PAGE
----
cover image SHIP ABLAZE: The Tragedy of the Steamboat General Slocum

SHIP ABLAZE: The Tragedy of the Steamboat General Slocum

Edward T. O'Donnell, Ed O'Donnell, . . Broadway, $24.95 (352pp) ISBN 978-0-7679-0905-1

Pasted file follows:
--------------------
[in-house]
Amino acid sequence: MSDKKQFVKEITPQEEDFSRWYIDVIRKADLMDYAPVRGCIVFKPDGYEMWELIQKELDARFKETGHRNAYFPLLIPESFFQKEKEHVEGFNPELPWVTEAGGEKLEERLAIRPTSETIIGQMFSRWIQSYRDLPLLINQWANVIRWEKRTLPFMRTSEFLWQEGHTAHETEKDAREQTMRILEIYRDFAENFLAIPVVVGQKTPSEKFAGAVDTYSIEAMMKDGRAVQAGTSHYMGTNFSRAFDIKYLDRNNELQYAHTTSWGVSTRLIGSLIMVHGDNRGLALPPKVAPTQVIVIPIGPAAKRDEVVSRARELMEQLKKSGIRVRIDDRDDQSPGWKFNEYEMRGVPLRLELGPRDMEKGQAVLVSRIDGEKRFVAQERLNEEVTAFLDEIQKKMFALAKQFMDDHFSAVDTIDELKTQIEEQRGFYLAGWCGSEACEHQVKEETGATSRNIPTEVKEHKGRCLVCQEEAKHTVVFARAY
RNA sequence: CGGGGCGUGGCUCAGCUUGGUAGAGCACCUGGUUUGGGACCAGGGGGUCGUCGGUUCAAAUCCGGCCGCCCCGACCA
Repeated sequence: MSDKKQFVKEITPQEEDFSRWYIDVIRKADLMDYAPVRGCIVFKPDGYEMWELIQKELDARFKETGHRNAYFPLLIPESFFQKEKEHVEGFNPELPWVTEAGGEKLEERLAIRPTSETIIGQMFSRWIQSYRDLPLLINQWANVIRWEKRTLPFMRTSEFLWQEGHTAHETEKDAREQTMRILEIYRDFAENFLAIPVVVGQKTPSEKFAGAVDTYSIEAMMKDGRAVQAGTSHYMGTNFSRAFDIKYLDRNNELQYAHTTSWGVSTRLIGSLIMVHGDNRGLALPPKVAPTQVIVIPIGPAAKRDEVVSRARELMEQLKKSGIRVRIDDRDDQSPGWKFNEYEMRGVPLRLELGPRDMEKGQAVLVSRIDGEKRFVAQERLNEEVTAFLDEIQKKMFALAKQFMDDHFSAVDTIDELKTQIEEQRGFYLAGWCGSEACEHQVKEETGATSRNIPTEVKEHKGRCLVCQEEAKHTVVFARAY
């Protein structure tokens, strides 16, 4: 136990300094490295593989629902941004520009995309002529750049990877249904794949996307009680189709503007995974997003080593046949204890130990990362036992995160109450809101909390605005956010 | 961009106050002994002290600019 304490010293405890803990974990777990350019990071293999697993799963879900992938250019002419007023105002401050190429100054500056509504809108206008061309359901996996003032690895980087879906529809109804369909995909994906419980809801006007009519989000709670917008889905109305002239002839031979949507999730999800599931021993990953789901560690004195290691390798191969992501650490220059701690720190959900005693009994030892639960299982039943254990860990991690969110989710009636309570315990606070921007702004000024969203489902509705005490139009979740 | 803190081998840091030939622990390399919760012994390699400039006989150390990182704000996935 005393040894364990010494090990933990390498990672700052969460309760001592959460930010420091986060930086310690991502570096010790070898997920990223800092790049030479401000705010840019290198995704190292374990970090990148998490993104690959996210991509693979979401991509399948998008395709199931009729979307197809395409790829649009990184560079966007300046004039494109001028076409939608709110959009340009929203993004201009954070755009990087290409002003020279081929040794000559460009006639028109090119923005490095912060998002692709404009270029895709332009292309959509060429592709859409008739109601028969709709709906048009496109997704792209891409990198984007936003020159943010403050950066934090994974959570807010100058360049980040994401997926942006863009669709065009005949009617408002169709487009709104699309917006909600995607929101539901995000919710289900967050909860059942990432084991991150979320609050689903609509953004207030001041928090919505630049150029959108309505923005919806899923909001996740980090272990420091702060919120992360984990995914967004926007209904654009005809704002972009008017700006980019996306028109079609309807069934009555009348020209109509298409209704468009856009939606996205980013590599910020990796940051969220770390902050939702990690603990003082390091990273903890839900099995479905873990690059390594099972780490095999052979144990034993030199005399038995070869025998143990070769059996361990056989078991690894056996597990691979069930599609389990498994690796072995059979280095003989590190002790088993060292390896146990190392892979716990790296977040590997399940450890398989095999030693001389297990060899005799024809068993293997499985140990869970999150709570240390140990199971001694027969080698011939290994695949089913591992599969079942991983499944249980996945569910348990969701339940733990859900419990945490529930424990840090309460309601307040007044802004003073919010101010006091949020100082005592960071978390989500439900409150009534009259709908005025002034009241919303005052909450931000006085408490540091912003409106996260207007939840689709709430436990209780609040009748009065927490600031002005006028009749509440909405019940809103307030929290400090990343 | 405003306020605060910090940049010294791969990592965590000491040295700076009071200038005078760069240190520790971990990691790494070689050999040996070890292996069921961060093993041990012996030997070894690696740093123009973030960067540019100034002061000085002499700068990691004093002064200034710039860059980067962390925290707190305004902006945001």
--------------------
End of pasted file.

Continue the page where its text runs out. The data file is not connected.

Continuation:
O'Donnell (1001 Things Everyone Should Know About Irish American History) trains his historian's eyes on one of New York's greatest but little-known disasters—a 1904 steamboat fire that killed more than 1,000 people. He leaves no aspect of the General Slocum tragedy unturned as he lays out the life of the New Yorkers around the turn of the century who became major players in the ship disaster as well as the significant role newspapers played in shaping public opinion. He then details the lives of residents of the mostly German Lower East Side, who were on their way to a church picnic when the boat fire started. Using newspaper as well as second- and firsthand accounts, he then details the fire itself. The event was not inevitable, he emphasizes; it was mainly caused by a lack of safety measures—poor organization of life jackets and outdated, unchecked fire hoses, for example—and by the poor swimming skills of most of the ship's passengers. He also recreates the panoply of emotions on that June day: the panic felt by the ship's passengers as it burned, the heroism demonstrated by rescuers and the despair in the community afterward. With an eye toward today's tragedies, he shows how victims felt little solace from investigations, which became largely an attempt at scapegoating the ship's captain. In O'Donnell's deft hands, the disaster becomes more than just a historical event—it's a fascinating window into an era, a community and the lives of ordinary people. (June 10)